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Biden cautions Americans to leave Ukraine ahead of any Russian aggression


As Russian troops and armaments continue to amass near the Ukrainian border, President Biden has told Americans to leave. Here's a clip from NBC News.


PRESIDENT JOE BIDEN: American citizens should leave, should leave now. We're dealing with one of the largest armies in the world. This is a very different situation, and things could go crazy quickly.

FADEL: Biden also starkly declared that the U.S. will not rescue Americans if they get stuck in Ukraine to avoid, as he put it, a world war in which Russian and American troops could be shooting at one another. For more, we turn to NPR's Frank Langfitt, who's in Kyiv. Hey, Frank.


FADEL: Good morning. So how are Americans and other expats there reacting to what Biden said?

LANGFITT: Well, people are waking up to this news, and so far, I think quite calm. You've got to remember from a Ukrainian or an American expat perspective here, Ukraine has been under tremendous pressure from Russia for many years. There was the invasion of Crimea. There's an ongoing low-level war in eastern Ukraine. And this morning, I was at a park. I talked to a guy named John Shmorhun. He's originally from Maryland. He works in the agricultural industry here, and this was his take on it.

JOHN SHMORHUN: Many of us have our roots here in Ukraine for many years. And there's a number of expats that are here, and we've created a life here for ourselves. So I appreciate the warning from the State Department, but we're here. We're here to stay.

LANGFITT: And I've got to say, other European countries have not followed suit yet, for instance, the United Kingdom, to tell that their citizens to leave. There's been a little bit of gallows humor online. There was a Scottish man I saw on Facebook saying he was trying to get from Belarus, where there's a massive Russian military buildup, down here to Kyiv in, you know, the center of the country. And he was trying to map out a route and said, I can't find a tank option to get here. And actually Kyiv, I shouldn't say, is the center of the country. It's actually not that far from Belarus. So people are watching the buildup there very closely from here.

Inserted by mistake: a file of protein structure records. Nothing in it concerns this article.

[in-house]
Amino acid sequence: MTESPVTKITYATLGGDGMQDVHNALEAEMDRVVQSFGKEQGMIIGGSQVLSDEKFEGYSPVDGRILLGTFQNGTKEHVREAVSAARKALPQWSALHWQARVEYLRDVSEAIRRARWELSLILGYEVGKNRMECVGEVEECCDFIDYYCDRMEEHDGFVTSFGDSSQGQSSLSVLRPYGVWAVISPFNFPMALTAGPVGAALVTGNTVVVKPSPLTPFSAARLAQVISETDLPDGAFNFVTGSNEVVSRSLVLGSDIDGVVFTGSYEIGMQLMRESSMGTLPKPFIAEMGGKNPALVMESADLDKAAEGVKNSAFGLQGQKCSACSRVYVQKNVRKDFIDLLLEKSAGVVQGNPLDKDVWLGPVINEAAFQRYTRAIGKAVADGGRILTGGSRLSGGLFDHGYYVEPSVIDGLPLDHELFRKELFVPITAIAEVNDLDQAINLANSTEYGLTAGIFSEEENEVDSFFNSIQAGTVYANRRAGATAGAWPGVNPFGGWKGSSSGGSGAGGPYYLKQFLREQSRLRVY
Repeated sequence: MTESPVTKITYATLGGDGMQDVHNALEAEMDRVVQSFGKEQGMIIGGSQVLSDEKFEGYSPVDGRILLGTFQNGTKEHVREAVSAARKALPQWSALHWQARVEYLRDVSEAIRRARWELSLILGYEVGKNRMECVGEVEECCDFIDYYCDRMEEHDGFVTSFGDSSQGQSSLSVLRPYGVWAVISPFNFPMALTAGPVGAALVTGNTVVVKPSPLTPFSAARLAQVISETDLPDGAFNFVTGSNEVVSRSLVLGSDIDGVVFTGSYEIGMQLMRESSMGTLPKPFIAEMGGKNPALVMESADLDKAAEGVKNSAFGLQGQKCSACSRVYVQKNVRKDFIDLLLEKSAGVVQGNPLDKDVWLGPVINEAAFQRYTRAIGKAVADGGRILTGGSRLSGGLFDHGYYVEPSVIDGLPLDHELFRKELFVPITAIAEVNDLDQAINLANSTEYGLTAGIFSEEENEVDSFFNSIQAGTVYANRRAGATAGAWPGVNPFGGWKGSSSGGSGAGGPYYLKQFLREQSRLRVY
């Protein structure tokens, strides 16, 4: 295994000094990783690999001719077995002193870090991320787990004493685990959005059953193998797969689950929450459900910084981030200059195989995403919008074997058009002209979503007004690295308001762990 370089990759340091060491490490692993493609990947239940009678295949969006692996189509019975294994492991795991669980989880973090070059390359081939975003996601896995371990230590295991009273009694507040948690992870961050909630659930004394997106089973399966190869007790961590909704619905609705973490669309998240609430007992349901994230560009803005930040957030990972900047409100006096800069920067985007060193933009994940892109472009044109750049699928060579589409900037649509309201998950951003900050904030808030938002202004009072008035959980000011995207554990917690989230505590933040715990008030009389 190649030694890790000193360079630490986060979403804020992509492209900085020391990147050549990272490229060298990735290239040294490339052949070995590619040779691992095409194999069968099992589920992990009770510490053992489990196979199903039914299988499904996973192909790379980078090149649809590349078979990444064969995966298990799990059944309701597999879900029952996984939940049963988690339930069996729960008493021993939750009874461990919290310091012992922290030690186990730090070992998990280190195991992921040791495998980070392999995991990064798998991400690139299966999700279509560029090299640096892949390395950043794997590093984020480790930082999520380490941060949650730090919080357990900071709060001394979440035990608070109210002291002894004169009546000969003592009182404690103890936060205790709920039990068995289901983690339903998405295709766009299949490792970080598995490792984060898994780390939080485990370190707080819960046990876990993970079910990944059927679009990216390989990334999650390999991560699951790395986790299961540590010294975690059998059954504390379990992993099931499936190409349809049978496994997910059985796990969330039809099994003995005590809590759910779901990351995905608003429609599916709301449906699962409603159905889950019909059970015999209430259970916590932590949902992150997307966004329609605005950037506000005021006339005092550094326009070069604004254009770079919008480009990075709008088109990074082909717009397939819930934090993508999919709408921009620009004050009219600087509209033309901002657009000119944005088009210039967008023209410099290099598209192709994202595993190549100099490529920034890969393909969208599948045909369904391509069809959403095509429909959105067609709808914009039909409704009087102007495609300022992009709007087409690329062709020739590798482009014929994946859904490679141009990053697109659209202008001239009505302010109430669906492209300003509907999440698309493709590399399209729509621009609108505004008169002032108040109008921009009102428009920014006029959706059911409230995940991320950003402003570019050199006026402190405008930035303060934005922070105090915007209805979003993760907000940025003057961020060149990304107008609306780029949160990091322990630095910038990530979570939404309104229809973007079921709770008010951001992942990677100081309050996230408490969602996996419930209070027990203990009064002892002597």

FADEL: How many Americans are in Ukraine? And if they want to leave, how will they do that?

LANGFITT: Yeah, we're not certain. More than 7,000, maybe up to 20,000 It all depends on how many register with the United States Embassy. Commercial airlines still available, but otherwise, if the airport shuts down, you'd be looking at overland routes to Slovakia, Hungary, Poland. The 82nd Airborne is actually going to be in Poland set up to receive Americans if they end up having to come. But they've also been told not to cross the border into Ukraine.

FADEL: What are you hearing from Ukrainians this morning?

LANGFITT: Much the same as what you heard from John earlier. I met a woman named Olga Tokariuk (ph). She's a journalist here, 36 years old. I met her last night at a panel discussion here, and this is what she had to say.

OLGA TOKARIUK: As a Ukrainian, it will not impact, like, my plans. I plan to, you know, keep calm and carry on, stay in Kyiv. I do not plan to leave at this time. I do not believe in a full-scale invasion in an overt invasion because I think Russia really can't afford it.

LANGFITT: And the point she makes and many make here is that a massive invasion would be very costly to Vladimir Putin in terms of loss of troops and the political damage internationally.

FADEL: OK, so what accounts for the different tone on the streets of Kyiv that you're hearing and the intense alarm we hear from the White House, from the British prime minister for that matter?

LANGFITT: Sure. The Ukrainians have been living this for many, many years, and they're afraid that the words out of the White House is actually going to spread fear and contribute to Vladimir Putin's strategy to put maximum psychological pressure on the Ukrainian people. On the other hand, from the American military, they say they've never seen a troop buildup like this before. And American officials are very serious and sober when you talk to them about this.

FADEL: NPR's Frank Langfitt, thank you so much.

LANGFITT: Good to talk, Leila. Transcript provided by NPR, Copyright NPR.

Leila Fadel is a national correspondent for NPR based in Los Angeles, covering issues of culture, diversity, and race.
Frank Langfitt is NPR's London correspondent. He covers the UK and Ireland, as well as stories elsewhere in Europe.